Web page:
Just My Imagination

I was back in Winthrop, driving though the town
Where I grew up. The radio’s off, but passing
By the brand new high school it’s vintage Motown

Comes blaring through the Bose speakers in Neil
Shapiro’s yellow Camaro. The top is down.
It’s nineteen seventy-one. We’re taking a “beach check.”

The great Temptations are singing as if they could drown
In the waves of what keeps running away with them.
I love the way they stretch out the crucial noun:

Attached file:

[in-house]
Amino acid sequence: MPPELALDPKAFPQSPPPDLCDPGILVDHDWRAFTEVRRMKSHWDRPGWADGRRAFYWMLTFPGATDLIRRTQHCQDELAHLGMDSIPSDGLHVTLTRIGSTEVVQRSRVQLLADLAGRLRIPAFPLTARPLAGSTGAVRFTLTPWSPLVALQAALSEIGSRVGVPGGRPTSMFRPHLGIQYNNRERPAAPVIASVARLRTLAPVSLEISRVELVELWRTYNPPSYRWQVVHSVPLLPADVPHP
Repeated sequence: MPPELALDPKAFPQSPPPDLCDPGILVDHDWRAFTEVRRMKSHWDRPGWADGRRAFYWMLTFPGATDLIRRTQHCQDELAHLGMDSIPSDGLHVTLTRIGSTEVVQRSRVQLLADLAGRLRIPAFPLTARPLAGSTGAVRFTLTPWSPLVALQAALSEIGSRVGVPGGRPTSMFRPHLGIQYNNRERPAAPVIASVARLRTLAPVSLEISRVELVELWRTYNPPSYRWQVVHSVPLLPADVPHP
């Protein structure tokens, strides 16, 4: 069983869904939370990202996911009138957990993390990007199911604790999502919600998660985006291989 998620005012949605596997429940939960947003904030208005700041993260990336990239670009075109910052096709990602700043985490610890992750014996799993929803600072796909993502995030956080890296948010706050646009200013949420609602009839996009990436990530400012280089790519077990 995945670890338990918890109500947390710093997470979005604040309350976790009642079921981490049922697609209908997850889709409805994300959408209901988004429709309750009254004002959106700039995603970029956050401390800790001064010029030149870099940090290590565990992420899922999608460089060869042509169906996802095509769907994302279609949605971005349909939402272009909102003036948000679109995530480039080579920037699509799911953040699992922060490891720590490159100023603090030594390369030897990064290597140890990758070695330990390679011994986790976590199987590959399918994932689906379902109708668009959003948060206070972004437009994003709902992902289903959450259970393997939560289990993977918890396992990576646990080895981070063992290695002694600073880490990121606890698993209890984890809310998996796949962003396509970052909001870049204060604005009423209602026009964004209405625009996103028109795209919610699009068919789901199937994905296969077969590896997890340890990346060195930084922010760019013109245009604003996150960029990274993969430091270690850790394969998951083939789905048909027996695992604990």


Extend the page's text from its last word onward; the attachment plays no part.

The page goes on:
Imagin—a—tion. The girls on their towels are lying
Face-up or face-down. Their skin is golden-brown.
Neil is the president of the senior class

Arlington National Cemetery

Ó-po-po whispered my Arcadian father
As the four of us came over the dazzling slope
Of freshly mown grass aglitter with morning dew.

Open-mouthed, dactylic stress that keeps
The breathless canopy of trees idyllic,
Exactly like in Poussin’s painting, where shepherds

Puzzle over an ancient tomb inscribed
Et in Arcadia ego, not knowing what
On earth it means in their neoclassical Eden.

My staggered father knew, yet didn’t know,
From World War II, that there could be so many—
So many snow-white crosses, and all of them staked